By Dow Jones Business News, March 11, 2013, 06:41:00 AM EDT
By Daniel Inman
HONG KONG (MarketWatch) -- Strong employment data from the U.S. helped Japanese and Australian stocks climb on Monday,
though the latest chain of economic data from China weighed on sentiment, especially in Shanghai.
"The world's largest economy continues to recover, while the world's second-largest economy looks like it has run into
a bit of a soft patch," said Matthew Sherwood, head of investment-market research at Perpetual in Sydney.
Chinese inflation jumped to 3.2% in February from 2% in January, the highest increase since April of last year. At the
same time, the country's domestic economy showed some signs of weaker activity: slowing growth in industrial production
and retail sales.
Higher-than-expected inflation could raise concerns that Beijing will start monetary tightening.
It might be too early to call a serious slowdown in the Chinese recovery, as the latest data may have been affected by
the Chinese New Year, a period often associated with sharply higher prices for food and other goods. The period occurred
in January in 2012 and February in 2013.
Stocks in Mainland China fell on the back of the data, with the Shanghai Composite down 0.4% to 2,310.59. In Hong
Kong, the Hang Seng Index ended the day down just one point at 23,090.82.
"The economic data wasn't very encouraging. Investors are still eyeing for more details on the local government's
property-tightening measures, and they could weigh down on shares for a while," said Jacky Zheng, analyst at Capital
The latest economic data from China were offset by U.S. employment data released on Friday, which provided further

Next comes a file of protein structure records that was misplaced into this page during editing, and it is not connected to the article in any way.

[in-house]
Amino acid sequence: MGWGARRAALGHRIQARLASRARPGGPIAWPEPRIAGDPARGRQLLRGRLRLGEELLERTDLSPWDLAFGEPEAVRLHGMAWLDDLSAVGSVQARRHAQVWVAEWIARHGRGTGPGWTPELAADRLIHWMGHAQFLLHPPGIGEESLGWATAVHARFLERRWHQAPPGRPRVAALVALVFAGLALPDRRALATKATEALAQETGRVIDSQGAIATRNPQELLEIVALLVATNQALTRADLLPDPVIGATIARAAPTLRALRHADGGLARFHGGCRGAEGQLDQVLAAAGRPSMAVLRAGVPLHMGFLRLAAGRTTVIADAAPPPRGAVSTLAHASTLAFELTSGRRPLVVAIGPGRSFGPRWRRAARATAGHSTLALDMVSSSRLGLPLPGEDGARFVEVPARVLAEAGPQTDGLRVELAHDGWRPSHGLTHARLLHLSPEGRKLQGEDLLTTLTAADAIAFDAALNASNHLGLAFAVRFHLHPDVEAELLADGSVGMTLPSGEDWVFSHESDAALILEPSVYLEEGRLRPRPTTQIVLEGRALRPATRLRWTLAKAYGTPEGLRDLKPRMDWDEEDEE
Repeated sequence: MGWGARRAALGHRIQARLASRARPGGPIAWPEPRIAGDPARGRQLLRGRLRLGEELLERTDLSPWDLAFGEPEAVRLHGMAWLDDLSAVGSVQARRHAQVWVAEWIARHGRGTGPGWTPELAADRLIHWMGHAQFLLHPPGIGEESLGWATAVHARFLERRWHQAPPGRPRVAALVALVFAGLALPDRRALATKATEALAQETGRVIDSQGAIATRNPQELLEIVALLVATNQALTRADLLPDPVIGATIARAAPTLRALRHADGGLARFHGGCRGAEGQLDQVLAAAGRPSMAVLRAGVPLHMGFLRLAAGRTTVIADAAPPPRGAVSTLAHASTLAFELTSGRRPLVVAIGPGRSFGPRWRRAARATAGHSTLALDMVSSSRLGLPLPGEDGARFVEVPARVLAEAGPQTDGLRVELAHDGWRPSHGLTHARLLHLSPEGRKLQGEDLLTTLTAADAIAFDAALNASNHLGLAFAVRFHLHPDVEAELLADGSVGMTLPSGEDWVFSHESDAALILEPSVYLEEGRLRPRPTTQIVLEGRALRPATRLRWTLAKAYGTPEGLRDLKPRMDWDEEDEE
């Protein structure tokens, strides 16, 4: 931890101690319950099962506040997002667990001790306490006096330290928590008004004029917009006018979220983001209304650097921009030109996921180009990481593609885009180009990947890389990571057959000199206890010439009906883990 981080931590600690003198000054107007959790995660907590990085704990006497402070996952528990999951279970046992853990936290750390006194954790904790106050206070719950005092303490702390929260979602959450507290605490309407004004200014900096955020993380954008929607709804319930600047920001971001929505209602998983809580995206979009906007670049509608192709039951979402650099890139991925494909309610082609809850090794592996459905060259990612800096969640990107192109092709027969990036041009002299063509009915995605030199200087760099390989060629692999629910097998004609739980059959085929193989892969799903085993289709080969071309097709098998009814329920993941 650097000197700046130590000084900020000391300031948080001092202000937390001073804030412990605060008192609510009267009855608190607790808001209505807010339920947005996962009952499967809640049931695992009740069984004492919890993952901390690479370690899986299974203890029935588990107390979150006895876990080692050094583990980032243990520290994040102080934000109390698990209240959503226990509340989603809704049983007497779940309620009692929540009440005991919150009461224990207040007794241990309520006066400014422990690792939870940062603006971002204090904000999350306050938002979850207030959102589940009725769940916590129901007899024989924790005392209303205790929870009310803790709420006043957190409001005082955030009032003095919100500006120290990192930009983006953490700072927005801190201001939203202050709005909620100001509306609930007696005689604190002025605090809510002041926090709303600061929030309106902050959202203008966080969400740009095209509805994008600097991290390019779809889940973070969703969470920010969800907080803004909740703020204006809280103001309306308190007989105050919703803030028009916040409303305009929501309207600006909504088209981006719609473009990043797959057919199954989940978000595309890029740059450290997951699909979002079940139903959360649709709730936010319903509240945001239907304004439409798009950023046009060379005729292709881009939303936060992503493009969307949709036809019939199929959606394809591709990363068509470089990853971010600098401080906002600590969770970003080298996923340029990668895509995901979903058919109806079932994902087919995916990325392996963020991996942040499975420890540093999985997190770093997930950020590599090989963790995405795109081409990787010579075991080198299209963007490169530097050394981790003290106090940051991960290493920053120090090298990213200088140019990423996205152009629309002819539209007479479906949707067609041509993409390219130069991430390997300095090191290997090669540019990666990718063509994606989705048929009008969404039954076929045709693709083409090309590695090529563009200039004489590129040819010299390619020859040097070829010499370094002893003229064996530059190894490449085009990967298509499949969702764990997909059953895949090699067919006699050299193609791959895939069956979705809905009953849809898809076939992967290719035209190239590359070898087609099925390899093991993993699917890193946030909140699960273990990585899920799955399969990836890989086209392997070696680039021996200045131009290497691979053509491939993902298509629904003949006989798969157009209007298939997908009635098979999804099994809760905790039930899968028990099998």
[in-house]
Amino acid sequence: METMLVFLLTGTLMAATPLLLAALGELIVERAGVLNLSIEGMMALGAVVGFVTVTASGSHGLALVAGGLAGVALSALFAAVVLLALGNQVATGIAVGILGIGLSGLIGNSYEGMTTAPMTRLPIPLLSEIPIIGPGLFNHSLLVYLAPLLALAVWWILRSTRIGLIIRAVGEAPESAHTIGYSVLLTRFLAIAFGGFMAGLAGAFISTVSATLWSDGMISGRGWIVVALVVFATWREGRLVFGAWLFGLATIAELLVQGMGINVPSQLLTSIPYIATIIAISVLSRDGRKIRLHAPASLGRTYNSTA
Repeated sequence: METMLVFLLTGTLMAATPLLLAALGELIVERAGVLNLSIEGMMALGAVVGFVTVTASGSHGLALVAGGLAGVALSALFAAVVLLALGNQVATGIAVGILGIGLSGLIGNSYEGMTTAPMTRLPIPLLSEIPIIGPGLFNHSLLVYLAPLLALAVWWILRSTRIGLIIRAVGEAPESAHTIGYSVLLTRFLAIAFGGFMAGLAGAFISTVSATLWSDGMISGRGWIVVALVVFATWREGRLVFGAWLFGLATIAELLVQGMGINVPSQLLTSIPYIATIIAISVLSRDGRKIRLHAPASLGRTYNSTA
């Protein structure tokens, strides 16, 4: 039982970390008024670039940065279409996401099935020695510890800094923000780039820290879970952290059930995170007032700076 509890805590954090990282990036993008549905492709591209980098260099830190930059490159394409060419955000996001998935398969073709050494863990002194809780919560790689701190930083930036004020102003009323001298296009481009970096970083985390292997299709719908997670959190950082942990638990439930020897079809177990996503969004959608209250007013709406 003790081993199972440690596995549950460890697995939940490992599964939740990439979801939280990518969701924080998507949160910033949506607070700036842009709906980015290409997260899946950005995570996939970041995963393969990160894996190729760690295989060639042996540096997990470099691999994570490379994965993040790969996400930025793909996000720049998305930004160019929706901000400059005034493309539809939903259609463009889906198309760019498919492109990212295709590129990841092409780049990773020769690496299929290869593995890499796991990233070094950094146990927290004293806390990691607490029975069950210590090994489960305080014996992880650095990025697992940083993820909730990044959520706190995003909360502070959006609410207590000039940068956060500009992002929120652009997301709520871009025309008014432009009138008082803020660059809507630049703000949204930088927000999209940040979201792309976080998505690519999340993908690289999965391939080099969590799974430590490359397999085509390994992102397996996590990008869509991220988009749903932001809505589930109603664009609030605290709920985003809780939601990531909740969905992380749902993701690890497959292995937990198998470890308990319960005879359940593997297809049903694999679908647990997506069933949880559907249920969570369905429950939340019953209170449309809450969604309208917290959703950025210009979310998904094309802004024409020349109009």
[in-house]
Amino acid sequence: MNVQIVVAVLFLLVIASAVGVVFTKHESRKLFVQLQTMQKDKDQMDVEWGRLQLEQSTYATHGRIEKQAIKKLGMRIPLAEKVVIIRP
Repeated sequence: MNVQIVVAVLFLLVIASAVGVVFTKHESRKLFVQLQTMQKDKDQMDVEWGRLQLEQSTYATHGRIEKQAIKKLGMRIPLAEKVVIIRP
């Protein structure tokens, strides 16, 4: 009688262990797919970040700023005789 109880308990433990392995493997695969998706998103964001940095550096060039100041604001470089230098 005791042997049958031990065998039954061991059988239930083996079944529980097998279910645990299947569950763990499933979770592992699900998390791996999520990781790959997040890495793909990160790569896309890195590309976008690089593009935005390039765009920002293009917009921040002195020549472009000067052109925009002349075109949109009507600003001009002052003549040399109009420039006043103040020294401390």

signs of recovery in the world's largest economy. U.S. employers added 236,000 jobs in February, compared with
economists' forecasts of 160,000.
Australian stocks closed higher, with the S&P/ASX up 0.5% to 5146.90. Mining stocks were lower, hurt by the Chinese
data, while some local banks gained:
Rio Tinto ( RIO ) fell 2% and BHP Billiton ( BHP ) lost 0.8%, while National Australia Bank added 1.7% and
Commonwealth Bank of Australia rose 0.4%.
The U.S. dollar rose sharply against the yen (USDJPY) on Friday and was steady at Y96.03 late in Asian trade on
Japanese stocks climbed amid a weaker yen, with the Nikkei up 0.5% to 12349.05. Shares in exporters benefited from
the softer currency: Toyota Motor Corp. ( TM ) advanced 1.8% and Honda Motor Co. ( HMC ) was 2.6% higher.
Also in Japan, stocks in sectors sensitive to monetary easing -- such as the financial and real estate sectors --
continued to climb. Expectations for looser monetary policy were higher before the confirmation of the new Bank of Japan
governor, with the change in leadership at the Bank of Japan expected to take place next week.
Sumitomo Mitsui Financial Group (SMFJY) rose 6.7% and Mitsubishi Estate Co. (MITEY) gained 1.5%.
South Korea's Kospi lost 0.1% to 2003.35, and Singapore's Strait Times Index was last up 0.2%.
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